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Optics

From grain-sized to centimeter scale—technique makes mass production of metalenses possible

By Lisa McDonald / December 13, 2019

Metalenses, or flat surfaces that use nanostructures to focus light, are poised to revolutionize cameras, sensors, and displays—if the lenses can be mass produced. Researchers at the Harvard School of Engineering and Applied Sciences found deep-ultraviolet projection lithography can solve this production challenge.

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Optical fibers for earthquake monitoring head undersea

By Lisa McDonald / December 3, 2019

It is challenging to effectively monitor seismic quakes deep in the ocean. Lawrence Berkeley National Laboratory researchers and colleagues, who previously used optical fibers to monitor earthquakes on land, tested using optical fibers to monitor earthquakes undersea.

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Video: World’s largest optical lens moves toward completion

By Lisa McDonald / October 23, 2019

The Large Synoptic Survey Telescope, targeted to begin operations in October 2022, is currently under construction in Chile. Funded through the National Science Foundation, LSST will contain both the largest convex mirror and largest optical lens ever made.

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No pressure, no problem—researchers create transparent nanoceramics using pressureless crystallization

By Lisa McDonald / July 16, 2019

Transparent ceramics offer advantages over conventional glass and single-crystal technologies—could transparent nanoceramics be even more advantageous? Researchers show how pressureless glass crystallization could offer an easier way to synthesize transparent nanoceramics.

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Optical fibers provide new twist on traditional 3D printing process

By Lisa McDonald / June 7, 2019

Researchers from Notre Dame, Missouri S&T, and the U.S. Air Force Research Laboratory developed a fused filament fabrication method that uses optical fibers as a feedstock. Their method could help create devices ideal for optical applications.

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Ferroelectric crystal(lizes) next-gen optical communication idea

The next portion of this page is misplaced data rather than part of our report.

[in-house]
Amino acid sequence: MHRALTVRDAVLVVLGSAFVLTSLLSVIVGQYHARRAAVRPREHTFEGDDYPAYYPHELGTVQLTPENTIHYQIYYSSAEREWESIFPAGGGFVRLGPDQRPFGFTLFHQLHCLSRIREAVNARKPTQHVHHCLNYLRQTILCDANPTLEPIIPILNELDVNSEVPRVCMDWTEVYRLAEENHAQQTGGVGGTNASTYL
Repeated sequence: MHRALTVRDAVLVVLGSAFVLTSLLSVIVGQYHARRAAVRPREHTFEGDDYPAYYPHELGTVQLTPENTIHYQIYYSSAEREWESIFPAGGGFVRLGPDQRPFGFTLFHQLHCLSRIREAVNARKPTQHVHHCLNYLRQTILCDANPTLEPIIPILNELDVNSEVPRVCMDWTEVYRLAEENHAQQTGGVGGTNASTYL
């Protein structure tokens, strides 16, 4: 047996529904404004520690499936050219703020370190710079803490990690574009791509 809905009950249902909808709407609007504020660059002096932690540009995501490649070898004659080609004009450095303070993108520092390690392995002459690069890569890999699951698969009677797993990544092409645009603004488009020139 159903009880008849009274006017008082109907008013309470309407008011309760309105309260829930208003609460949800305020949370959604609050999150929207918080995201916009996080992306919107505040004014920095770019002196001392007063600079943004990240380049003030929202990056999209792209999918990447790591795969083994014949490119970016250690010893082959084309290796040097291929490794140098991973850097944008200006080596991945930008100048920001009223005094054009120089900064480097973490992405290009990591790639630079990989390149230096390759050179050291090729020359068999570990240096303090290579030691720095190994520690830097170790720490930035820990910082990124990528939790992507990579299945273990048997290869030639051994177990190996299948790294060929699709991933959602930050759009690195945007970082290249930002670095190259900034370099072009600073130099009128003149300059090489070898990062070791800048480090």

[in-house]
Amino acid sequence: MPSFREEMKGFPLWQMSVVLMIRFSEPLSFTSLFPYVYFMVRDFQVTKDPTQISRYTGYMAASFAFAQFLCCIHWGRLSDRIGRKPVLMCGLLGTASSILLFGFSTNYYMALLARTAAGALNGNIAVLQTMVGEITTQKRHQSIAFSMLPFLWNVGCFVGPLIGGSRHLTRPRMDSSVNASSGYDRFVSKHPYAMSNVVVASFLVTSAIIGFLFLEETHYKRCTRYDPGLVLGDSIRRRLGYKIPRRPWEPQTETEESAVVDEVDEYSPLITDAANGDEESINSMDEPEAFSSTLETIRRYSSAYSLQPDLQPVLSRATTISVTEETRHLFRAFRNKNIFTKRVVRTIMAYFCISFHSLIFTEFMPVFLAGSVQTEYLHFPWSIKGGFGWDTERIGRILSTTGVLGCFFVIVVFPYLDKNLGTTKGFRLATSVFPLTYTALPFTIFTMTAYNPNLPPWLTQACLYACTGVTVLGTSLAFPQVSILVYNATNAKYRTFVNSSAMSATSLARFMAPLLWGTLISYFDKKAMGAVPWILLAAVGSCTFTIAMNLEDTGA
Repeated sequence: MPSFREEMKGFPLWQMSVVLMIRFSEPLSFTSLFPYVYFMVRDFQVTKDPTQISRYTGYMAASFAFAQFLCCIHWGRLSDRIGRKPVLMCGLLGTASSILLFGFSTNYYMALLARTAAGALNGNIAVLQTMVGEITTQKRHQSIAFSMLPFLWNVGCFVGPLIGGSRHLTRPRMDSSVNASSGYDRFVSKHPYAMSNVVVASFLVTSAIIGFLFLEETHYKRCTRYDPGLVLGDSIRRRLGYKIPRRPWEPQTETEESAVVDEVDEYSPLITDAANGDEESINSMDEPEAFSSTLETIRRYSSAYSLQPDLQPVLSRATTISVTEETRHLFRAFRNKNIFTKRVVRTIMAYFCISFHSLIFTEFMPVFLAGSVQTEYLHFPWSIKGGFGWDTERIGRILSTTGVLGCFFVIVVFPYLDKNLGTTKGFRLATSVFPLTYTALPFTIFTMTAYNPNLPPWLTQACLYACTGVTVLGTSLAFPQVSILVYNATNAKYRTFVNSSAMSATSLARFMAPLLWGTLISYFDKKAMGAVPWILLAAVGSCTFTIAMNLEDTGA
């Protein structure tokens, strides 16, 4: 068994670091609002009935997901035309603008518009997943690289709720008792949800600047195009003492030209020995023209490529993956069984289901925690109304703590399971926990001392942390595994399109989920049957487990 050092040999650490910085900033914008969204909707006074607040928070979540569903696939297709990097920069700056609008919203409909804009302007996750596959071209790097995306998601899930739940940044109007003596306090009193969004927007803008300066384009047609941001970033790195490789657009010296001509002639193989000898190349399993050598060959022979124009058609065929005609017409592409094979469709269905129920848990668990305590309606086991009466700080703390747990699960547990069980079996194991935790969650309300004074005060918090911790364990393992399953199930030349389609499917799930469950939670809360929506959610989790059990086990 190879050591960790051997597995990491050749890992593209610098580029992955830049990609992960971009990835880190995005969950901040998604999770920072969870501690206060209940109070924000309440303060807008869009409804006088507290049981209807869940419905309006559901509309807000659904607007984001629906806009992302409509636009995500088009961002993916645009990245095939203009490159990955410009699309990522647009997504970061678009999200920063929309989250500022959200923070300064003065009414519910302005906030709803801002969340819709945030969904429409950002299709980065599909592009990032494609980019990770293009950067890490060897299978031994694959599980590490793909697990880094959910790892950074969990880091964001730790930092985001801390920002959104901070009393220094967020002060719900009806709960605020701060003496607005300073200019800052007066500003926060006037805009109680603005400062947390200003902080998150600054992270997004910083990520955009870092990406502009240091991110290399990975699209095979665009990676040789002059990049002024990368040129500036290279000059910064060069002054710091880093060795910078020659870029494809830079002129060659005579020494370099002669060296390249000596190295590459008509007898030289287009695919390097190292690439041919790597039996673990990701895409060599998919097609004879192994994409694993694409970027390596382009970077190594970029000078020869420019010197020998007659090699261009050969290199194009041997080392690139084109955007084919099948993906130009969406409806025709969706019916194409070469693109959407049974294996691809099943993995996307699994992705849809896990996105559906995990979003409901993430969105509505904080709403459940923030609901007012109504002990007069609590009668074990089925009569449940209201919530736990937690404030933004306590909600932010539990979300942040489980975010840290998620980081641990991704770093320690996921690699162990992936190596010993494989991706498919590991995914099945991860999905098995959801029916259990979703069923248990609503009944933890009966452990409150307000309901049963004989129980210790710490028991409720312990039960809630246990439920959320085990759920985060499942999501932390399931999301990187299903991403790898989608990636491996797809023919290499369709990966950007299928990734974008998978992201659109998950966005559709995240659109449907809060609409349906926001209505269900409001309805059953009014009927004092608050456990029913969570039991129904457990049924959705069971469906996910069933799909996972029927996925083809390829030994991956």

By Lisa McDonald / February 15, 2019

A research collaboration achieved ferroelectric domain reversal in single-crystal-architecture-in-glass (SCAG) optical fibers, in spite of the crystals being constrained inside glass. Their research could revolutionize optical data transmission technology.

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Optical fibers shake up earthquake monitoring systems

By Lisa McDonald / February 12, 2019

A team of Lawrence Berkeley National Laboratory researchers showed “dark fibers,” unused fiber-optic cables that crisscross the United States underground, could be co-opted to serve as sensors in earthquake monitoring systems.

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Transparent ceramics: Stronger than Gorilla Glass

By Lisa McDonald / December 21, 2018

Jülich scientists created yttria-coated transparent zirconia ceramics that demonstrated fracture toughness values far higher than tempered glass. Their method is suitable for industrial mass production.

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Goodbye glass—optical lenses go 2D

By Lisa McDonald / November 30, 2018

Metalenses, a type of metasurface used for focusing light, could replace glass in cameras and imaging systems. Two recent studies advance this possibility.

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Glass scientist discovers his passion after visiting glass museum

By Faye Oney / August 28, 2018

ACerS Fellow John Mauro has traveled an interesting career path. He attributes his success to his education, mentors, and his involvement with ACerS and the Glass and Optical Materials Division. His Lifetime Membership reflects the value he places on the Society.

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